Forget the District of Columbia ever becoming a state any time soon, President Manchin won't allow it.
Sen. Joe Manchin III told reporters in his home state of West Virginia on Friday morning that he does not support the bill to make D.C. the nation’s 51st state, according to audio provided by the Democrat’s office and a report from WVNews.
Manchin, a key swing vote in the closely divided Senate, said he believed a constitutional amendment, rather than legislation, would be required to admit D.C. as a state. His stance deals a major blow to statehood advocates who were hoping for his support after the bill passed the House last week.
Manchin cited findings from the Justice Department under Presidents Ronald Reagan and Jimmy Carter and comments from then-Attorney General Robert F. Kennedy in reaching his decision.
“They all came to the same conclusion: If Congress wants to make D.C. a state, it should propose a constitutional amendment. It should propose a constitutional amendment and let the people of America vote,” Manchin said in a radio interview with Hoppy Kercheval of West Virginia’s MetroNews, the full audio of which was provided to The Washington Post by Manchin’s staff.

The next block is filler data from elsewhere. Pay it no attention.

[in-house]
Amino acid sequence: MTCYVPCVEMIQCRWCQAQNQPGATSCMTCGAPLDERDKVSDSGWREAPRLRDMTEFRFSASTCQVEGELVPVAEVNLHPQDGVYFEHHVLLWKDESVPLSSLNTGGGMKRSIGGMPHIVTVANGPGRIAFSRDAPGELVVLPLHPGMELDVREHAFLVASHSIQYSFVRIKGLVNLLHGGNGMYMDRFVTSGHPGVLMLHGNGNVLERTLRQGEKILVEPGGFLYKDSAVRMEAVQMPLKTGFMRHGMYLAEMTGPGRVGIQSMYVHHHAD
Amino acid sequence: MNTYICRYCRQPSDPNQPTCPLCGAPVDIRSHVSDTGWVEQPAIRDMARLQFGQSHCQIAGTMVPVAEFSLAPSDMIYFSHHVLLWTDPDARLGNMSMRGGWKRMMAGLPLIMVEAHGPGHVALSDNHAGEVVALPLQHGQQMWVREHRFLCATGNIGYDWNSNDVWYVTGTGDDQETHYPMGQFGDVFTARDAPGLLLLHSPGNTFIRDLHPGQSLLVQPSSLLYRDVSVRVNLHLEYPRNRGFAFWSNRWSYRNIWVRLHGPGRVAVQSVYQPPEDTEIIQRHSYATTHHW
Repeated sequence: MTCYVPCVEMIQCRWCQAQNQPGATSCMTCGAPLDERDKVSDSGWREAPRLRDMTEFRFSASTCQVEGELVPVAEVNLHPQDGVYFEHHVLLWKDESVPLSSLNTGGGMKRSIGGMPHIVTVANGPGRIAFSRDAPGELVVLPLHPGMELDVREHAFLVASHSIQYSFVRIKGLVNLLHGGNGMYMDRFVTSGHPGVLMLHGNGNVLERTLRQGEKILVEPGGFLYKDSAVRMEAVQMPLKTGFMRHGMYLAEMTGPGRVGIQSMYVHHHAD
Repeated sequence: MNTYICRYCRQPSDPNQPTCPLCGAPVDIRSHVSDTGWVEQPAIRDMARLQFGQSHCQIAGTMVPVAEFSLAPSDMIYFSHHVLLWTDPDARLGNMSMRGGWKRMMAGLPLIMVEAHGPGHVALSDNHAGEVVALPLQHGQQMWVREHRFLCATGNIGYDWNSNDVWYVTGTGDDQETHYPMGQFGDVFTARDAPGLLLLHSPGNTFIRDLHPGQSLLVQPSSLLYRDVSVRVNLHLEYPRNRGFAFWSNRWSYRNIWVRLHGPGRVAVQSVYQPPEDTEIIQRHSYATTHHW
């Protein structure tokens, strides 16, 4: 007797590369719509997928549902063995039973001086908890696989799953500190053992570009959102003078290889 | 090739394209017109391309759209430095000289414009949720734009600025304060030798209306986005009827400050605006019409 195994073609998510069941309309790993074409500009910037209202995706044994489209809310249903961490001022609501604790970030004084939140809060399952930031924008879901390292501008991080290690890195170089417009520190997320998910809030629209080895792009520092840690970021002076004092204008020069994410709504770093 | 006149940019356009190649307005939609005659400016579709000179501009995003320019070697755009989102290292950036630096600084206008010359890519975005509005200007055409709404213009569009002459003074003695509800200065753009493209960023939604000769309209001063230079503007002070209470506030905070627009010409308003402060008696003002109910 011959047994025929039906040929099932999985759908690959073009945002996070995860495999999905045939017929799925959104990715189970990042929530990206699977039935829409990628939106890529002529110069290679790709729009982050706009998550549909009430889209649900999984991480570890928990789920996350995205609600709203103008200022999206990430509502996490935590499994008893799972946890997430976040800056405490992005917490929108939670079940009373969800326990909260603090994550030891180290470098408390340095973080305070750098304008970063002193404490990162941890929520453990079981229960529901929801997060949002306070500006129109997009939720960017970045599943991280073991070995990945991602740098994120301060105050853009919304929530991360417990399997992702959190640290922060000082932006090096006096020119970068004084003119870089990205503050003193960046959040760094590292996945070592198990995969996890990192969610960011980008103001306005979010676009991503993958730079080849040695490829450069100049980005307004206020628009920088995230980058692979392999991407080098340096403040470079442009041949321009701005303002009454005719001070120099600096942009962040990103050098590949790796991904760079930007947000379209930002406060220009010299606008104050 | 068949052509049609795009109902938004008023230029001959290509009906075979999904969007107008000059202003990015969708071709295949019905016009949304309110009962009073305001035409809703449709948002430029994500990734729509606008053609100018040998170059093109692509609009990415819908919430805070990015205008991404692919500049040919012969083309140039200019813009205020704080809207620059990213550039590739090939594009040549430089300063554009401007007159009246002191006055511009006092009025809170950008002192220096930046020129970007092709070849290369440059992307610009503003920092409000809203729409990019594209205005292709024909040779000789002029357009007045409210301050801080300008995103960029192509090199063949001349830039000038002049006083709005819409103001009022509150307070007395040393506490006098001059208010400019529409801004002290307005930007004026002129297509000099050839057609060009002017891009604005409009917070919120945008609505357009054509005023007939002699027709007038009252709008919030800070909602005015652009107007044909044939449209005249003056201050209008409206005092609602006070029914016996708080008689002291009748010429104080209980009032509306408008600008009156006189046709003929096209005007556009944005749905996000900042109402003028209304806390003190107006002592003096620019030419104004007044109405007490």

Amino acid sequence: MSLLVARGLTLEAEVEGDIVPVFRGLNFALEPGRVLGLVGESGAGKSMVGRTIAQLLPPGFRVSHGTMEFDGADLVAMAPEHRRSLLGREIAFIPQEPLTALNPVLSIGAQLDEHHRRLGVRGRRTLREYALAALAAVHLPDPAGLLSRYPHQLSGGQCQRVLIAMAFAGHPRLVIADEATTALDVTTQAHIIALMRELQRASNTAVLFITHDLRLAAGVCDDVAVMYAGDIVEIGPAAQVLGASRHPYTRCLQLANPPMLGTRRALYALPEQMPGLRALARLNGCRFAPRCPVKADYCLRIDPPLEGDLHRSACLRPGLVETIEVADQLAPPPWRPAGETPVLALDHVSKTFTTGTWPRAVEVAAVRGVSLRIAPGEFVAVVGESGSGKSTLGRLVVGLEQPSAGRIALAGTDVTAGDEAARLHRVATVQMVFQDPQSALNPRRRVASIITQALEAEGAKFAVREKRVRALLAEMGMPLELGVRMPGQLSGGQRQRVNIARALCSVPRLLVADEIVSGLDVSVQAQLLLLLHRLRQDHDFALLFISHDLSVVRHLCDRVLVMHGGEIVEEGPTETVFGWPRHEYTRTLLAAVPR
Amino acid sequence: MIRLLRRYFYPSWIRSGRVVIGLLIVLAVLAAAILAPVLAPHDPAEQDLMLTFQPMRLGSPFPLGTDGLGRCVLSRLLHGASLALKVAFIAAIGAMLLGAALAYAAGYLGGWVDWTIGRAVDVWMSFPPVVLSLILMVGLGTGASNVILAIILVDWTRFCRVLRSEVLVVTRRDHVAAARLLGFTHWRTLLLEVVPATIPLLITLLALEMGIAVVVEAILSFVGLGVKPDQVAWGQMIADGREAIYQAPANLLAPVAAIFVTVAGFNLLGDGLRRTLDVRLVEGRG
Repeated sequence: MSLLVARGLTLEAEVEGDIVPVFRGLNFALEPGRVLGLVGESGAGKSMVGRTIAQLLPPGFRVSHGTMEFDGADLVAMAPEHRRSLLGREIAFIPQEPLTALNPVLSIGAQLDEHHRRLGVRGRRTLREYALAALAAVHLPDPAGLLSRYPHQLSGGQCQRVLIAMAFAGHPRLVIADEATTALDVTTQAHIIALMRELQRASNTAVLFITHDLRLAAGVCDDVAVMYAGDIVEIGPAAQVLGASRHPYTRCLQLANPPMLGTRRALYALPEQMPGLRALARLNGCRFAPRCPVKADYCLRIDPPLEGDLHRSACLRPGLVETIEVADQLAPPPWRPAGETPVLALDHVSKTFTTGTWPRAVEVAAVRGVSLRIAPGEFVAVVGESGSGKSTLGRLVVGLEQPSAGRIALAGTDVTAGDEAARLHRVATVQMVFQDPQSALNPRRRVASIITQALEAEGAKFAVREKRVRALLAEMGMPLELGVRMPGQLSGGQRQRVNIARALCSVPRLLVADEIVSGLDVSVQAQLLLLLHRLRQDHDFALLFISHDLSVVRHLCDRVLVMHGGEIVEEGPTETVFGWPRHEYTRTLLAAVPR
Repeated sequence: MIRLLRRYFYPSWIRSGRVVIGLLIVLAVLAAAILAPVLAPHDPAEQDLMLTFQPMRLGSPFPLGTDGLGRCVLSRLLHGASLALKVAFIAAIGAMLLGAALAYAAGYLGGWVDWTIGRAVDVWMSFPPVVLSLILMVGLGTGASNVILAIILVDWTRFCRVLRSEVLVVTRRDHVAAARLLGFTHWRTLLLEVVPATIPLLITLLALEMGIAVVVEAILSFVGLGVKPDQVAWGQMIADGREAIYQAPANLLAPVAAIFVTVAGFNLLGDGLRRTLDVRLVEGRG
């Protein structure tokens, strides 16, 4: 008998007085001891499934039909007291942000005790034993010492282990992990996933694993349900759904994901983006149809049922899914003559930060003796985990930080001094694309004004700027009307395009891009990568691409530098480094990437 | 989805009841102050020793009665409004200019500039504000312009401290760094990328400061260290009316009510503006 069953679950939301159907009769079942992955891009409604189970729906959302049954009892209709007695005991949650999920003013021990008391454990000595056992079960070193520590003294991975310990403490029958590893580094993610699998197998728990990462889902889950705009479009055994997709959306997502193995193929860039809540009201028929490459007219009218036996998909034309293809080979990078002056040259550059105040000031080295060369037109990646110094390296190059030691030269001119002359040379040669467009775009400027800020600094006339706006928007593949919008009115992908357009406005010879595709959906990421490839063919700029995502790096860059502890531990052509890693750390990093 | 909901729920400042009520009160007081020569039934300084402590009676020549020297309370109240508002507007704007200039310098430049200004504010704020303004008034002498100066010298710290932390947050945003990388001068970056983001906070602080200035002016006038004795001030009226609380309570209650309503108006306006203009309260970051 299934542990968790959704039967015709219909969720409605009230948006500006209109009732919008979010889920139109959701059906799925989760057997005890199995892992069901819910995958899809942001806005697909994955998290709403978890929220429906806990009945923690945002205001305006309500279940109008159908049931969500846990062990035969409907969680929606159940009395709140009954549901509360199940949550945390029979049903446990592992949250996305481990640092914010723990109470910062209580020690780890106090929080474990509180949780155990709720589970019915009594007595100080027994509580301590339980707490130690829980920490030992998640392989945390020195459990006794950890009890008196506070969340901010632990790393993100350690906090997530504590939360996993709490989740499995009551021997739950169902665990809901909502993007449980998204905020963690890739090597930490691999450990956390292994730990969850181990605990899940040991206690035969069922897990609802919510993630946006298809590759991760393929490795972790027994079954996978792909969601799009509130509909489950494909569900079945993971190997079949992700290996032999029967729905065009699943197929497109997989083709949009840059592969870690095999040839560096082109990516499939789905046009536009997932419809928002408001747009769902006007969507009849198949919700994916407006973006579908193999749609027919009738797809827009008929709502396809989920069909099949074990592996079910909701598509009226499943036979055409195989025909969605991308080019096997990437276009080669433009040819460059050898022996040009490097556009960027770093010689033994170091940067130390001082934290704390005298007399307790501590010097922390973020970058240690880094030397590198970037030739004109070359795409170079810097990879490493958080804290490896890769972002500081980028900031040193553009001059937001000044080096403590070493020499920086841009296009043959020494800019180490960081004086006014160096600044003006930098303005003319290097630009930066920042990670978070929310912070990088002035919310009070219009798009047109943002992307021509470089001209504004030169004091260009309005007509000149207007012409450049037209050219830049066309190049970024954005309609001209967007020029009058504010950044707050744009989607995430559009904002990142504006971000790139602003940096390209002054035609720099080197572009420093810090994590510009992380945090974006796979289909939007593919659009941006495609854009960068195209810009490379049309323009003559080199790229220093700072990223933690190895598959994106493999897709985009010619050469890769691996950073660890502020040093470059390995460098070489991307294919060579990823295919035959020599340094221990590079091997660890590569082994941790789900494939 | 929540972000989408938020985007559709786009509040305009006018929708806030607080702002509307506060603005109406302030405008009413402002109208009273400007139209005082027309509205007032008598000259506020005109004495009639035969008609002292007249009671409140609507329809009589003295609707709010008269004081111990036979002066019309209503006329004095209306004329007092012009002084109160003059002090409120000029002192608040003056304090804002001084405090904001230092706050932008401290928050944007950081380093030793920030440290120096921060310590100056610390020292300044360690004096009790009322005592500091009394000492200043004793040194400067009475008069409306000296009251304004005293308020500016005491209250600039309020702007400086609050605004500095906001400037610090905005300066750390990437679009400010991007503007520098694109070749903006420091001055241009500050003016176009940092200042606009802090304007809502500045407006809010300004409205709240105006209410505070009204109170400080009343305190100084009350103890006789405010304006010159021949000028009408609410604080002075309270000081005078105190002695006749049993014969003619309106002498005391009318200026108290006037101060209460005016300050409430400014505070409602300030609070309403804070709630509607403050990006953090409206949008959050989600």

Manchin was among four in the Senate Democratic caucus who had yet to reveal their positions on statehood; all the other Democratic senators have said they support the idea, but Republicans have been vocally opposed. (One Democrat, Jeanne Shaheen of New Hampshire, co-sponsored a statehood bill in the last Congress but has not signed on as a co-sponsor this year.)
The Washington, D.C. Admission Act passed the House 216 to 208 last week, along strict party lines, for the second time in history. Senate Majority Leader Charles E. Schumer (D-N.Y.) has said that “we will try to work a path to get [statehood] done.”
Forget it, Chuck. It's Manchintown.